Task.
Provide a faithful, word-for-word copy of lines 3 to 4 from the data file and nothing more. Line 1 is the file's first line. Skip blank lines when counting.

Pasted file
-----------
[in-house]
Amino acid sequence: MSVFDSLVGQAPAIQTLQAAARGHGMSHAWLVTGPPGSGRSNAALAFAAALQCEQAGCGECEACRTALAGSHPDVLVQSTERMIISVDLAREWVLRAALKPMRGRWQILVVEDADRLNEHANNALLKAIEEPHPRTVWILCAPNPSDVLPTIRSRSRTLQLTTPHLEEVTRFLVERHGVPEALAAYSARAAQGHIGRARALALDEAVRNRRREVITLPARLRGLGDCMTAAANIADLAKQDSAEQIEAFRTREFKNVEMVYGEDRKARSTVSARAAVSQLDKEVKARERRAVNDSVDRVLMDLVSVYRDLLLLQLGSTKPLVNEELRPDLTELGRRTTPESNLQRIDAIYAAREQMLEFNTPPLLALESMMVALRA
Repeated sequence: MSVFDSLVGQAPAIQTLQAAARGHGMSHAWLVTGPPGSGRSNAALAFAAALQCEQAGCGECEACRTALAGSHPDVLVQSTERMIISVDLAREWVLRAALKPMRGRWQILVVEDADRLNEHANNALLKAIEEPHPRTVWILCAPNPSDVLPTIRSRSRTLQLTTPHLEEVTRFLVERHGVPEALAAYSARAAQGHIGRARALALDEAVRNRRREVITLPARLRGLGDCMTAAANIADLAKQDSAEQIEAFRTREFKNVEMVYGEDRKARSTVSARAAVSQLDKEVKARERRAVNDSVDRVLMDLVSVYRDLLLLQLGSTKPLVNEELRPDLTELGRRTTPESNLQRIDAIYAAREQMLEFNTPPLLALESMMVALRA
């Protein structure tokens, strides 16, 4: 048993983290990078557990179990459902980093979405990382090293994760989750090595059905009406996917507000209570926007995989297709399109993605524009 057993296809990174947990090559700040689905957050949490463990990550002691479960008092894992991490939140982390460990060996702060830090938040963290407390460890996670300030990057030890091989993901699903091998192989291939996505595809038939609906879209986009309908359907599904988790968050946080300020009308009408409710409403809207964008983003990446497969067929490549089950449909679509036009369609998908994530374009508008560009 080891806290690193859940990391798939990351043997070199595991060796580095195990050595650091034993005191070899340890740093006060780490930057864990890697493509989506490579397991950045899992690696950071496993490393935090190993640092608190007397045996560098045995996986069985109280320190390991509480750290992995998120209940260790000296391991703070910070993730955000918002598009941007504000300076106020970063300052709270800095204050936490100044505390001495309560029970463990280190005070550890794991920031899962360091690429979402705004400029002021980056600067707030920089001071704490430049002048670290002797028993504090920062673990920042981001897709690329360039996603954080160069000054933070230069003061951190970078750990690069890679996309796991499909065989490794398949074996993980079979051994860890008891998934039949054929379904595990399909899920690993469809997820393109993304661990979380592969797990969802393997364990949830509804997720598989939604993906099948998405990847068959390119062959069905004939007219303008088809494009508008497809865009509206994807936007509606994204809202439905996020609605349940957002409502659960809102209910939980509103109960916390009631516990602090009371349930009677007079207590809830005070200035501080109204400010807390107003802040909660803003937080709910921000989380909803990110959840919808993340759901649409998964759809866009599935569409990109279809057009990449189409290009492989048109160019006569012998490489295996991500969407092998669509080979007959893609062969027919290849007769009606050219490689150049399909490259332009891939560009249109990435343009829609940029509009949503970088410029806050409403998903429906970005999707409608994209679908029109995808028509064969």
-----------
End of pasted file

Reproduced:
Repeated sequence: MSVFDSLVGQAPAIQTLQAAARGHGMSHAWLVTGPPGSGRSNAALAFAAALQCEQAGCGECEACRTALAGSHPDVLVQSTERMIISVDLAREWVLRAALKPMRGRWQILVVEDADRLNEHANNALLKAIEEPHPRTVWILCAPNPSDVLPTIRSRSRTLQLTTPHLEEVTRFLVERHGVPEALAAYSARAAQGHIGRARALALDEAVRNRRREVITLPARLRGLGDCMTAAANIADLAKQDSAEQIEAFRTREFKNVEMVYGEDRKARSTVSARAAVSQLDKEVKARERRAVNDSVDRVLMDLVSVYRDLLLLQLGSTKPLVNEELRPDLTELGRRTTPESNLQRIDAIYAAREQMLEFNTPPLLALESMMVALRA
């Protein structure tokens, strides 16, 4: 048993983290990078557990179990459902980093979405990382090293994760989750090595059905009406996917507000209570926007995989297709399109993605524009 057993296809990174947990090559700040689905957050949490463990990550002691479960008092894992991490939140982390460990060996702060830090938040963290407390460890996670300030990057030890091989993901699903091998192989291939996505595809038939609906879209986009309908359907599904988790968050946080300020009308009408409710409403809207964008983003990446497969067929490549089950449909679509036009369609998908994530374009508008560009 080891806290690193859940990391798939990351043997070199595991060796580095195990050595650091034993005191070899340890740093006060780490930057864990890697493509989506490579397991950045899992690696950071496993490393935090190993640092608190007397045996560098045995996986069985109280320190390991509480750290992995998120209940260790000296391991703070910070993730955000918002598009941007504000300076106020970063300052709270800095204050936490100044505390001495309560029970463990280190005070550890794991920031899962360091690429979402705004400029002021980056600067707030920089001071704490430049002048670290002797028993504090920062673990920042981001897709690329360039996603954080160069000054933070230069003061951190970078750990690069890679996309796991499909065989490794398949074996993980079979051994860890008891998934039949054929379904595990399909899920690993469809997820393109993304661990979380592969797990969802393997364990949830509804997720598989939604993906099948998405990847068959390119062959069905004939007219303008088809494009508008497809865009509206994807936007509606994204809202439905996020609605349940957002409502659960809102209910939980509103109960916390009631516990602090009371349930009677007079207590809830005070200035501080109204400010807390107003802040909660803003937080709910921000989380909803990110959840919808993340759901649409998964759809866009599935569409990109279809057009990449189409290009492989048109160019006569012998490489295996991500969407092998669509080979007959893609062969027919290849007769009606050219490689150049399909490259332009891939560009249109990435343009829609940029509009949503970088410029806050409403998903429906970005999707409608994209679908029109995808028509064969």